Chanchra. — Village in Jessor District, Bengal ; about a mile south
of Jessor town, and the residence of the Rajas of Chanchra or Jessor.
Lat. 23 9' o" n., long. 89 14' 45" e. The Chanchra family traces
its origin to one Bhabeswar Rai, a soldier in Khan-i-Azam's army,
who received a grant of 4 parga?ids out of the territories conquered
from Pratapaditya (vide Jessor District). He died in 1588 a.d.,
and his successors added considerably to the original domain. His
grandson, Manohar Rai (1 649-1 705), is looked upon as the prin-
cipal founder of the family ; and at his death, the estate was by far


the largest in the neighbourhood. His second successor divided the
family property into two parts, retaining a three-fourths share, known
as the Yusafpur estate, for himself, and making over the one-fourth,
known as the Sayyidpur estate, to a brother, who some years afterwards
died without heirs. At the time of the Permanent Settlement (1793),
the Yusafpur estate was in the hands of Srikant Rai, who fell into
arrears of land revenue. His property was sold, pargand after pargand,
and finally he became a pensioner on the bounty of Government.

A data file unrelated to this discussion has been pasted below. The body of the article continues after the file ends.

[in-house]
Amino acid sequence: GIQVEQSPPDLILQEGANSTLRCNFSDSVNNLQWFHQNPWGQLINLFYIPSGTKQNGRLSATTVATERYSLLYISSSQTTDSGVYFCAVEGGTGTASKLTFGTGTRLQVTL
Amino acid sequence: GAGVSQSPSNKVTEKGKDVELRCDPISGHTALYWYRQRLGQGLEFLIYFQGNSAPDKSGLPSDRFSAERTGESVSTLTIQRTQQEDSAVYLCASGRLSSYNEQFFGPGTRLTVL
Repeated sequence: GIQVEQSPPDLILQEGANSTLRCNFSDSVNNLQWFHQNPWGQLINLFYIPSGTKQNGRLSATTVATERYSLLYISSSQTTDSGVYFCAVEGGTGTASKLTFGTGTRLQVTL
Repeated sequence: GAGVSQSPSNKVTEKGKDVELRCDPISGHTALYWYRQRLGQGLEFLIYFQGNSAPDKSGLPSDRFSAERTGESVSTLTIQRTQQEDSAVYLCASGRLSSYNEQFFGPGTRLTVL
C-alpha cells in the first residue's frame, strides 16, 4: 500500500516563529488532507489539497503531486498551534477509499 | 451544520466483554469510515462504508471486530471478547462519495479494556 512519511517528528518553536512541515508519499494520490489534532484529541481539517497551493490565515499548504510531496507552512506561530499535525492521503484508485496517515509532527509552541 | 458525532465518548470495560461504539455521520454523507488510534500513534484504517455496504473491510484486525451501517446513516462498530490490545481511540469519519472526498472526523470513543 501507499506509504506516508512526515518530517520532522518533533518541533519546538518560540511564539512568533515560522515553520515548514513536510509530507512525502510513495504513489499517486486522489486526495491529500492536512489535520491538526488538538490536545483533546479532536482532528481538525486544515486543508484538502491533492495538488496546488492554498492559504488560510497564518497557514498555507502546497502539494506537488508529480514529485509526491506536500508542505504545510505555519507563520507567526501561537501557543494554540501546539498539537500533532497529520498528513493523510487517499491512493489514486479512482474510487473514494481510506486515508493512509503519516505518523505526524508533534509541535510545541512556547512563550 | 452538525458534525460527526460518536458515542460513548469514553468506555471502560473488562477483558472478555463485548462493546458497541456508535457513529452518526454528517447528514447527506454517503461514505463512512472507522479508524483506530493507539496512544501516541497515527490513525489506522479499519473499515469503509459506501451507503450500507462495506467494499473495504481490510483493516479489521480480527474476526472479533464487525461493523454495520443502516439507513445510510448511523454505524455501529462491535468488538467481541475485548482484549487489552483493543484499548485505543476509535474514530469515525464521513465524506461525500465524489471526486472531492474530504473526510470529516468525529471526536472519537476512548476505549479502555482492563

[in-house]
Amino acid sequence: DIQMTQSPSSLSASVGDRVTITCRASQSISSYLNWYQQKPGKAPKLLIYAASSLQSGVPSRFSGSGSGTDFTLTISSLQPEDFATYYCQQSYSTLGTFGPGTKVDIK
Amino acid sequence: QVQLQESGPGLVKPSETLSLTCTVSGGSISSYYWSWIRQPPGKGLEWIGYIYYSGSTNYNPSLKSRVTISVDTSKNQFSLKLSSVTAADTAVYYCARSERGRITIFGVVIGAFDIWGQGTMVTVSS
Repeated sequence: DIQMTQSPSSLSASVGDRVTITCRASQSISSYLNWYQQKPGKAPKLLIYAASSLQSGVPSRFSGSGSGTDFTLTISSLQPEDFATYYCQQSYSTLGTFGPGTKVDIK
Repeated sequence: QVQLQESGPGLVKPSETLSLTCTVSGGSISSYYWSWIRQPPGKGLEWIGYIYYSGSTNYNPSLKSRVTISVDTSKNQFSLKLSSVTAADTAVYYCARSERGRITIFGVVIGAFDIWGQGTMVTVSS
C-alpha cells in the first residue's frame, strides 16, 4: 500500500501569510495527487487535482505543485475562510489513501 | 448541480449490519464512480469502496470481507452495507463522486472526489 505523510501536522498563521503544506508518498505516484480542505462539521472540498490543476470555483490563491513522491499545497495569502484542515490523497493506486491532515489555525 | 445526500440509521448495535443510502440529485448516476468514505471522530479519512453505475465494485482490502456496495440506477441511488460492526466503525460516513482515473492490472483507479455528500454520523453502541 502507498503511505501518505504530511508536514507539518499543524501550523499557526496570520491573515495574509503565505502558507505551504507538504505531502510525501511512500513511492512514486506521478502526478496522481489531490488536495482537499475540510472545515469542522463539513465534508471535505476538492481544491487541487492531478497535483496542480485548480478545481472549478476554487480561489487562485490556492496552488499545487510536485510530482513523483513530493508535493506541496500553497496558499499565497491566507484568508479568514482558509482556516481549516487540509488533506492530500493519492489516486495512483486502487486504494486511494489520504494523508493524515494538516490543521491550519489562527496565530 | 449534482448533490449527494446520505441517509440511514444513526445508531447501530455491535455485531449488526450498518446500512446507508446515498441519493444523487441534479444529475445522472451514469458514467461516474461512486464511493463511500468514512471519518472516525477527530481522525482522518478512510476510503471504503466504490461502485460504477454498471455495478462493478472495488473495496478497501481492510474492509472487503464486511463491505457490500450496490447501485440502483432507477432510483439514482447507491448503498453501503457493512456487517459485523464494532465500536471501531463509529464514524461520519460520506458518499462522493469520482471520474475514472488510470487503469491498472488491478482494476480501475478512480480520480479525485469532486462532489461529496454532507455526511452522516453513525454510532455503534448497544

His son, Banikant Rai, succeeded by a suit in regaining a portion of
the ancestral estates, gave up his pension, and became again a landholder.
On his death a long minority occurred, during which the estate was
under the management of the Court of Wards, and greatly increased in
value. The last possessor, Baradakant Rai, received a grant in 1823 of
one of the pargands confiscated in the time of his predecessors. The
title of Raja Bahadur and a khillat of honour was also bestowed on
him, in recognition of his position, and for services rendered during the
Mutiny. His son, Gyandakant Rai, succeeded him, and is the present
(1883) holder of the estate.

Chanda. — District in the Nagpur Division of the Chief- Com-
missionership of the Central Provinces, lying between 19 31' and

Online LibraryWilliam Wilson HunterThe imperial gazetteer of India (Volume 3) → online text (page 41 of 56)